President Evo Morales of Bolivia has narrowly lost a referendum to allow him to stand for a fourth term in office, exit polls suggest.
One poll suggests 52.3% voted against the proposal to amend the constitution, while another suggests it was 51%.
However, Mr Morales’s deputy has predicted Bolivia’s first head of state of indigenous origin could still win, as official results trickle in.
The constitution change would have let Mr Morales remain in power until 2025.
Opposition supporters have been celebrating the referendum result in parts of the main city, La Paz.
Mr Morales, an indigenous Aymara and former coca leaf producer, took office in January 2006.
He is still a popular leader and the economy has grown steadily over the past decade, the BBC’s Americas Editor, Leonardo Rocha, reports.
However, many thought Evo Morales should not be allowed to serve 19 consecutive years as president, our editor adds.
Appeal for caution
Opposition leader Samuel Doria Medina urged Mr Morales to “recognise the results” and focus on solving Bolivia’s problems in his remaining time in office instead of trying to run for another term.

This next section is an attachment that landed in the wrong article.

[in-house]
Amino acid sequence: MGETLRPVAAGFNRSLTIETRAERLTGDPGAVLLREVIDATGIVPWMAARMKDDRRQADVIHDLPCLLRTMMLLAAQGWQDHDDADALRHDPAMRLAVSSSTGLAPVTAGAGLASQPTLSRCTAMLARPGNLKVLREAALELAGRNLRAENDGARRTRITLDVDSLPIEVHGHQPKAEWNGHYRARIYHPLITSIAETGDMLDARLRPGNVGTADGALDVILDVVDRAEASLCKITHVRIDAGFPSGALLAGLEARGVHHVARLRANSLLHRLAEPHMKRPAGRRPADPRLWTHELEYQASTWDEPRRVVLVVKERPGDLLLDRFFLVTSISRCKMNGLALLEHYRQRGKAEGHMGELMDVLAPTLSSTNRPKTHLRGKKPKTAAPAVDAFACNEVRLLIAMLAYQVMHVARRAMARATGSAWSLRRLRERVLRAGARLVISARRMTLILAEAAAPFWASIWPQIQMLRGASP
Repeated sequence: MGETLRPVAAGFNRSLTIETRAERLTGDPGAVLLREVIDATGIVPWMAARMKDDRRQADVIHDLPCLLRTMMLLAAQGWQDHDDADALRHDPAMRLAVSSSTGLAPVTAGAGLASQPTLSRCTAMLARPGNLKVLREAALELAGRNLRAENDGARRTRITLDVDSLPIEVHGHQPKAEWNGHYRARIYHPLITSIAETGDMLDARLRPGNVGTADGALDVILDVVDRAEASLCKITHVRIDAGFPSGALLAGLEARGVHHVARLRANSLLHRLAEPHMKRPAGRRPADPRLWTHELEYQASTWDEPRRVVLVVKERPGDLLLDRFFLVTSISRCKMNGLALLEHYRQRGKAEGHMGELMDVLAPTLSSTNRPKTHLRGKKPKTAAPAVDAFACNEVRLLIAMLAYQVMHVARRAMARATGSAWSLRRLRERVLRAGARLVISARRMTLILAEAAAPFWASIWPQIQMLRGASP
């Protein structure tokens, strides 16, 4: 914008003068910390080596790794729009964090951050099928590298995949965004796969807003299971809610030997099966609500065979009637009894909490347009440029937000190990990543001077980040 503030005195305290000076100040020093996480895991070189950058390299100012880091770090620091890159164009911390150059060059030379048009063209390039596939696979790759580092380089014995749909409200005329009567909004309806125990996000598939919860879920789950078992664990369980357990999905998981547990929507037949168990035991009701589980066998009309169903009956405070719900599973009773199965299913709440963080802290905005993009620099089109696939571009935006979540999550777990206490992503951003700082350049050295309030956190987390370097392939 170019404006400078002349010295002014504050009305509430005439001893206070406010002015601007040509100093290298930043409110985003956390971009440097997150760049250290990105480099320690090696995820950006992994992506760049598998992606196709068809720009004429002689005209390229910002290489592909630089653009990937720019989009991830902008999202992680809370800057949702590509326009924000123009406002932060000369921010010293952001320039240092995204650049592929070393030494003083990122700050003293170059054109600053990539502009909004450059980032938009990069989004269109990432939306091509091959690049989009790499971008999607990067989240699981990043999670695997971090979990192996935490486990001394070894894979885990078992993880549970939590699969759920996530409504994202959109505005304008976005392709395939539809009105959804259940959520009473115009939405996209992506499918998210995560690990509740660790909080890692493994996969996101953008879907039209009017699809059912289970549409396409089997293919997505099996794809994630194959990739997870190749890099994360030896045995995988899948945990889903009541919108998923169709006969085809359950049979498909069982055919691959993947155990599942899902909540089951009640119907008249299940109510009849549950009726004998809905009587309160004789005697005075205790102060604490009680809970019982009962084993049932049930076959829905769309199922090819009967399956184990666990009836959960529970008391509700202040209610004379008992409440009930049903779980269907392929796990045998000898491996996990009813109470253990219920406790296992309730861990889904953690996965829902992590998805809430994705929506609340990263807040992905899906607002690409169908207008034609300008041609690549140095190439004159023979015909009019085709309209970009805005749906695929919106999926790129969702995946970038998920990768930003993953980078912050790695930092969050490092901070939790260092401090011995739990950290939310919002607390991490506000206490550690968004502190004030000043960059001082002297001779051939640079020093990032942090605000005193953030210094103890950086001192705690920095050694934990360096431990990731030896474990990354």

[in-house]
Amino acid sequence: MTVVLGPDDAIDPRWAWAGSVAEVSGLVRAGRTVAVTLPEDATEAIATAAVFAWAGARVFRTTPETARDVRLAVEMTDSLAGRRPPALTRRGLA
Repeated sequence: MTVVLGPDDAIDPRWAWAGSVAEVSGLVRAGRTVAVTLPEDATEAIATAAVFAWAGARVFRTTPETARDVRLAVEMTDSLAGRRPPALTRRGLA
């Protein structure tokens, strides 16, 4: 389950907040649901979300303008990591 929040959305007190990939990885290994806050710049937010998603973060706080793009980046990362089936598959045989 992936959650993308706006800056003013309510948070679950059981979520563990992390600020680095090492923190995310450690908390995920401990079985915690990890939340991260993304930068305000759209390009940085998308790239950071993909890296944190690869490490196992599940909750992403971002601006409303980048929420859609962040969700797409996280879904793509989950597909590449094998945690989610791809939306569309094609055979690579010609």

However Vice President Alvaro Garcia Linera said the results so far were a “technical tie”.
He urged people to wait for the official results and said any celebrations by the opposition were premature.
“Opinion polls, especially exit polls, make mistakes,” he told reporters.
“They don’t take into account the vote abroad. They don’t go to the more remote locations, where there is more support for our socialist movement.
“It’s highly likely that the numbers shown by the opinion polls will be very different from the reality.”

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